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Fair Trade Sustainability Alliance
 collaborative excellence and accountability
Dear Friends and Colleagues,

I am writing from my office in upstate New York during a hot and humid stretch of summer. Sometimes it almost feels like the rain forest in Mindanao, Philippines, with humidity close to 100%. Usually the summer is a bit of a quieter time for us, but not so this year. This is primarily due to our attendance at the Fancy Food Show in New York City at the end of June, and, of course to our overall growth.

Farmers and producers, please note the change of address of our producer resources web page: Here you can find a wealth of useful documents for download. Also, please check our website for free producer seminars in English and Spanish, which we will offer approximately eight times per year.

As a new initiative, Loreto, Jake and I have started a routine of checking in with existing certified producers and licensed buyers once or twice a year. We want to know how we can serve you better, inform you about our activities and possibly help you source Fair Trade ingredients or find new buyers. So far we have received good responses and it seems that this will strengthen our cooperation.

Please remember to forward this newsletter to interested staff members, potential producers, buyers and licensees. This is a great way to spread the word and to promote this program.

Winfried Fuchshofen
For the FairTSA Team
   Fancy Food Show 2016 in New York City
From left to right: Jake Makin, Loreto Messina, Winfried Fuchshofen, Eileen Quinn & Board Chair John Tremblay
As the Fancy Food Show has  grown into a veritable power house of specialty national and international foods, FairTSA attended the show with four staff and two members of our Board of Directors. The FairTSA "show of force" resulted in many new prospective clients, both on the producer and buyer side.

The domestic version of our Fair Trade program met interest from several farmers and a start-up domestic tea company. On the international side, the interest spanned from baobab powder producers in Senegal, chocolate makers in Ecuador, tea producers in India and Sri Lanka, and a very exciting indigenous Basmati rice project also in India, were among the prospects.  

Meeting with our Lotus Foods partners 
Of course we also met with existing producer and licensee partners in attendance such as Edward & Sons, Celebes Coconut Co. and Lotus Foods.

The follow up conversations - informing, coaching, and negotiating - are keeping us busy this summer and ensure our sustained growth and acceptance of our Fair Trade program on a global level.

Clarke's Organics is a family business created over four years ago on the North coast of the Dominican Republic (DR) in a small town called Miches. Cousins Daniel and Abel Dalet decided to focus on agricultural business after a decade in the financial industry, and thus began Clarke's Organics. At the same time they founded SoloCoco, their own brand for coconut-based products.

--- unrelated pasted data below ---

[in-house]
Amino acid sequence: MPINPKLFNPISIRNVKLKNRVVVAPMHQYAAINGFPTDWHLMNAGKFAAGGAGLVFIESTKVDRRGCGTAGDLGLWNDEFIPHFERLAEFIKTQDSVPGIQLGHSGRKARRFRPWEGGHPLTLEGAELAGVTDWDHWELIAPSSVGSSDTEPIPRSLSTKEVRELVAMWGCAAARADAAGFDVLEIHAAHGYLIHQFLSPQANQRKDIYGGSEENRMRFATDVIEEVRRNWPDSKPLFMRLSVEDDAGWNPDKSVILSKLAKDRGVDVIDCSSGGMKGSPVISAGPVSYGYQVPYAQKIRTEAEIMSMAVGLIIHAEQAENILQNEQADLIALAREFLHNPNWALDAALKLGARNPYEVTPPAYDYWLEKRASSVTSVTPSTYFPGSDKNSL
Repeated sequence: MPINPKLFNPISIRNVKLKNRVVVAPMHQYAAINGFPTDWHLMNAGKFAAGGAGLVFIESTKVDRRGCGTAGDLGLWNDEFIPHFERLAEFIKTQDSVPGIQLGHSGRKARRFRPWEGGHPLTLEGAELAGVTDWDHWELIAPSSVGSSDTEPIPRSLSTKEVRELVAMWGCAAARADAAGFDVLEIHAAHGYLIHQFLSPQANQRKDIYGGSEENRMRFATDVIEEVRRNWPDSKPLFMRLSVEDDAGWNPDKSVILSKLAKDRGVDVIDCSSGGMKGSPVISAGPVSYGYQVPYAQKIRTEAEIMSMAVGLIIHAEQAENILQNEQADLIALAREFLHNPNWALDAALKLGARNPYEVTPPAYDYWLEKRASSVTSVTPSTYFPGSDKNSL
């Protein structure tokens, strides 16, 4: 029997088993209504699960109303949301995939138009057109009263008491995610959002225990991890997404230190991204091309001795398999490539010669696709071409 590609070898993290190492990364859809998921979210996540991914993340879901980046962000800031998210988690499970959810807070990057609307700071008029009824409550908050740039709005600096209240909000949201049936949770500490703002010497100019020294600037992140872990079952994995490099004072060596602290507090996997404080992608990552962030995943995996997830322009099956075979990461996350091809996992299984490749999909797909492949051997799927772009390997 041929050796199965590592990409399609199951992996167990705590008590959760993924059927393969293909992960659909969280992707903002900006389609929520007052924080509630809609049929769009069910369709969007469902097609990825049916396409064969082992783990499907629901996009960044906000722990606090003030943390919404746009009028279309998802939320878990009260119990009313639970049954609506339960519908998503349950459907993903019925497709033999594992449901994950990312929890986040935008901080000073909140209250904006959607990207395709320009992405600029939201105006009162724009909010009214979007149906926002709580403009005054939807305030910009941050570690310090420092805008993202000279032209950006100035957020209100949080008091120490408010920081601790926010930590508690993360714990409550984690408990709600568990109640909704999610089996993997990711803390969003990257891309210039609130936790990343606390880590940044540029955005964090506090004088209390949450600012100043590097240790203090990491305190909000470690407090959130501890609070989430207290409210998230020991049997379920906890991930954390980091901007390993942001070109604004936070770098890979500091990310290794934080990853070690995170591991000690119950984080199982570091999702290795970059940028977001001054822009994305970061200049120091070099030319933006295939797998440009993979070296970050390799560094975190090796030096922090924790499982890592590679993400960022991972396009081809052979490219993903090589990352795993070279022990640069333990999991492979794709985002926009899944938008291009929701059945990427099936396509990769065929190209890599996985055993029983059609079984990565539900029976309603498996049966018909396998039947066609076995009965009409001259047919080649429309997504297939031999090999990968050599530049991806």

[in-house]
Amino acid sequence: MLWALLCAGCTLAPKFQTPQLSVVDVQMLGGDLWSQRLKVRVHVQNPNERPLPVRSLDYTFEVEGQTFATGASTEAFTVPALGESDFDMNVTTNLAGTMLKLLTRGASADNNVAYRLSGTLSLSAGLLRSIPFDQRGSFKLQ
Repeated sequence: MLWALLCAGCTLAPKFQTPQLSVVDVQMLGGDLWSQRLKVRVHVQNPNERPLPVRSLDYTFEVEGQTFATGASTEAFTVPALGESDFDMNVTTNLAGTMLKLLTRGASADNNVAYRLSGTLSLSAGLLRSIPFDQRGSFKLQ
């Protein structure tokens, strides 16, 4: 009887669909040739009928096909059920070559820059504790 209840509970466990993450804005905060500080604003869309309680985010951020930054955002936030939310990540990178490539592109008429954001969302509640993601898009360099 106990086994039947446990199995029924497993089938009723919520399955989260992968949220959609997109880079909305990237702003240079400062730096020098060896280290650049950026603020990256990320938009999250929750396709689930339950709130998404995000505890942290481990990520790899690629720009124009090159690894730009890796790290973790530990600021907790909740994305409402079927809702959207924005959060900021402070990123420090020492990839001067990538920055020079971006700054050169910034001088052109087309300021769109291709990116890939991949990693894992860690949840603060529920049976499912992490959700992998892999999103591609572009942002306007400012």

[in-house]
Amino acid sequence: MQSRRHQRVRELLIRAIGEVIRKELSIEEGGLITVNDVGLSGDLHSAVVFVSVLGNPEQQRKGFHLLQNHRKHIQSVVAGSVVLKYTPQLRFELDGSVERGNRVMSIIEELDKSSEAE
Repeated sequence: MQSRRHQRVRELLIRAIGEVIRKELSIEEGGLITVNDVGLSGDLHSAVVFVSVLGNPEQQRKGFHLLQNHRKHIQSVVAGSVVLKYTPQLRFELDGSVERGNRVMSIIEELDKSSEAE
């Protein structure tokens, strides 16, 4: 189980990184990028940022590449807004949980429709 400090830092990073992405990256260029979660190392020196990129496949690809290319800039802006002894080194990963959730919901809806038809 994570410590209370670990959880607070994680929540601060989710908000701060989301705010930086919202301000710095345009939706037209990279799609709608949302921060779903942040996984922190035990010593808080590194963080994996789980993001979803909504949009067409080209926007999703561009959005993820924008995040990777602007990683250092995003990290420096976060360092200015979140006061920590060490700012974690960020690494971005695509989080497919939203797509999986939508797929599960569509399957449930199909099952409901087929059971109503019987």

Clarke's adopted a process called Direct Micro Expelling (DME), from its inventor, Dr. Dan Etherington, of Kokonut Pacific, Australia. (Also one of FairTSA's producers). This is a sustainable process powered by biomass that allows for uniform quality control due to Clarke's small scale operation. It results in a product with a long shelf life and superior flavor. Clarke's commitment to DME has created a great opportunity for single mothers seeking work in the local community.

In hiring workers to be trained, Clarke's reached out to single women who are heads of households with no advanced education, some currently not proficient in reading or writing. The average citizen of the DR lives at or below the poverty line, with little education or technical training. The Dalet cousins want their company to be a harbor of opportunity for their workers, where only willingness to learn and hard work is required. 

Supporting a single mother workforce was a founding pillar of the business, and now with FairTSA Fair Trade funding Clarke's Organics looks to the future beyond their fundamental social responsibility, to more ambitious and enriching projects for their community. Future Community Development projects with FairTSA include the creation of a copay fund to help cover medical expenses not covered by health insurance, a fund for school supplies and the costs of sending the workers children to school. Their long-term objective is to have an English Enrichment Center to give children the advantage through their own community to congregate and study.

Recently, Clarke's Organics has been awarded the Babson College Social Innovation Award in recognition of their efforts to employ single women in a region where decent paying jobs are practically non-existent. You can view the 1 minute video of the award ceremony  here.

In addition to its more traditional coconut products, SoloCoco has launched its coconut-based organic and Fair Trade certified cosmetics line, which is currently distributed in the Northeastern United States.

Photo on right: Daniel and Gaby Dalet's presentation of their Fair Trade Virgin Organic Coconut Oil at a Whole Foods Market store in Boston, MA, was a huge success. They told their story, informed customers about the multiple uses of coconut oil, and offered coffee samples with coconut cream.

 Fair Trade Sustainability Alliance

PO Box 791

New Lebanon, NY 12125